There are a number of really great Oktoberfest beers from Wisconsin breweries that you can find widely available. These include:
Staghorn by New Glarus Brewing Company. One of my personal favorites. Available all over Wisconsin, never lets you down.
Octoberfest by Central Waters Brewing Company. Had this one on tap for my wedding some years back and the keg went out pretty quickly because it’s an easy-drinking crowdpleaser.
Oktoberfest by Lakefront Brewery. Refreshing and malty, it’s got much more red to its hue than you’d find with traditional Oktoberfests but it’s still a legit, authentic Marzen.
Oktoberfest by Capital Brewery. This one takes me back to my college days in Madison, where Capital Brewery’s beers were my introduction to localized craft brewing. During the fall semesters we’d drink a lot of their Oktoberfest and Island Wheat.
Oktoberfest by Raised Grain: A little lighter than other Oktoberfests on this list, and highly drinkable.
Pretty much any of these you should be able to find throughout the state in your local liquor store.
Happy Oktoberfest season!
A couple small causes for concern
I’ve spent a lot of time in this column talking about the defense and my concerns about Joe Barry as a defensive coordinator. I still have plenty of concerns about the defense moving forward, namely the weakness at the defensive line, the injuries that are piling up and the fact that the Steelers had open receivers running through the Packers’ secondary all game long on Sunday and Big Ben just couldn’t hit them.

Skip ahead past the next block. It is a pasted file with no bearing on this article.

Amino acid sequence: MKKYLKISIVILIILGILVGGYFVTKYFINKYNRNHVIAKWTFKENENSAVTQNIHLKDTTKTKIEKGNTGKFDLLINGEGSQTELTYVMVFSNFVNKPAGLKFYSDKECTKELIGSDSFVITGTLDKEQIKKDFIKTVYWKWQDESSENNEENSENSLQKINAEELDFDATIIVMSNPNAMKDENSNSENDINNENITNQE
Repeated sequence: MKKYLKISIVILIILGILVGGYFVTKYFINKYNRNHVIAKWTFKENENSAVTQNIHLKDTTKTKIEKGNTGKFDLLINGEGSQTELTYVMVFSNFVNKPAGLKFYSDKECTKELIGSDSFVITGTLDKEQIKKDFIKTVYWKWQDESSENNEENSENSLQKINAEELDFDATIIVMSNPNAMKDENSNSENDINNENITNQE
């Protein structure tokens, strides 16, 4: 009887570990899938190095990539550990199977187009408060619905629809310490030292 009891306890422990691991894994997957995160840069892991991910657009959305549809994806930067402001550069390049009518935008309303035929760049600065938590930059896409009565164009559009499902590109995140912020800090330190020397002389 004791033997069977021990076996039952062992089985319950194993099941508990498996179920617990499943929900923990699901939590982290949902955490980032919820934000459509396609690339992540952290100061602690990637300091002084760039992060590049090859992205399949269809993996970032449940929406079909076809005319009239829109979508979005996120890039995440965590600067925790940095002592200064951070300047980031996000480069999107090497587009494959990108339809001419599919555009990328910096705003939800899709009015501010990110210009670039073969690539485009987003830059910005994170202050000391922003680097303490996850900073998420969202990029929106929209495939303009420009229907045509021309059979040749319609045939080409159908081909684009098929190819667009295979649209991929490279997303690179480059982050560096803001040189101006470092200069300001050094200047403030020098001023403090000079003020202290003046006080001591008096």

All that aside for a moment, I do have a couple other concerns about the Packers that aren’t quite as obvious.
First, field goal coverage. We saw the Packers’ game-ending kick against San Francisco nearly get blocked off the right side. Next, we saw the Steelers block a kick off the right side of the line, but the Packers get lucky when the refs botched an offsides call to bring it back. Then, the Packers nearly had another kick get blocked later in the game.
I don’t know what is going on, but this is quickly becoming a habit and it has to be addressed immediately. As in, before this coming weekend. That’s basic football stuff right there and there’s no reason the team should be letting rushers get so close to the ball so frequently on kicks.
Another less-obvious concern: Aaron Rodgers’ deep ball and play action.